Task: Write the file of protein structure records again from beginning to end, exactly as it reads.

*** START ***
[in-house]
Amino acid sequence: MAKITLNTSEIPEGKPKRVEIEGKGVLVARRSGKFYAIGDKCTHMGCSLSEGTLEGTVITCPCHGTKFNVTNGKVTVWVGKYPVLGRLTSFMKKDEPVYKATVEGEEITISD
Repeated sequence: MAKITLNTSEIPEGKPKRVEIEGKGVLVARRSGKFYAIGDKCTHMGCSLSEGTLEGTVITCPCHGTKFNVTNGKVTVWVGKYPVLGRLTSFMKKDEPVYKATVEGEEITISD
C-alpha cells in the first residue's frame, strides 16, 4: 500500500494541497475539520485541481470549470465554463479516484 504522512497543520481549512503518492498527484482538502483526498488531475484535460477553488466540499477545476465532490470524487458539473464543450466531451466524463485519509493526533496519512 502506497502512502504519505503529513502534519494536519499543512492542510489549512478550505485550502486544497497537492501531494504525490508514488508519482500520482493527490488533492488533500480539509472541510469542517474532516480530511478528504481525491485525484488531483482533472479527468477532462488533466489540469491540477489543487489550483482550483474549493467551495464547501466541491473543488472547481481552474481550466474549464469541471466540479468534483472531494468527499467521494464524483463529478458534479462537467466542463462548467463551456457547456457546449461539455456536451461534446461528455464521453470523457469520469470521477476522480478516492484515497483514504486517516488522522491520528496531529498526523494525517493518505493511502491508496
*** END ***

[in-house]
Amino acid sequence: MAKITLNTSEIPEGKPKRVEIEGKGVLVARRSGKFYAIGDKCTHMGCSLSEGTLEGTVITCPCHGTKFNVTNGKVTVWVGKYPVLGRLTSFMKKDEPVYKATVEGEEITISD
Repeated sequence: MAKITLNTSEIPEGKPKRVEIEGKGVLVARRSGKFYAIGDKCTHMGCSLSEGTLEGTVITCPCHGTKFNVTNGKVTVWVGKYPVLGRLTSFMKKDEPVYKATVEGEEITISD
C-alpha cells in the first residue's frame, strides 16, 4: 500500500494541497475539520485541481470549470465554463479516484 504522512497543520481549512503518492498527484482538502483526498488531475484535460477553488466540499477545476465532490470524487458539473464543450466531451466524463485519509493526533496519512 502506497502512502504519505503529513502534519494536519499543512492542510489549512478550505485550502486544497497537492501531494504525490508514488508519482500520482493527490488533492488533500480539509472541510469542517474532516480530511478528504481525491485525484488531483482533472479527468477532462488533466489540469491540477489543487489550483482550483474549493467551495464547501466541491473543488472547481481552474481550466474549464469541471466540479468534483472531494468527499467521494464524483463529478458534479462537467466542463462548467463551456457547456457546449461539455456536451461534446461528455464521453470523457469520469470521477476522480478516492484515497483514504486517516488522522491520528496531529498526523494525517493518505493511502491508496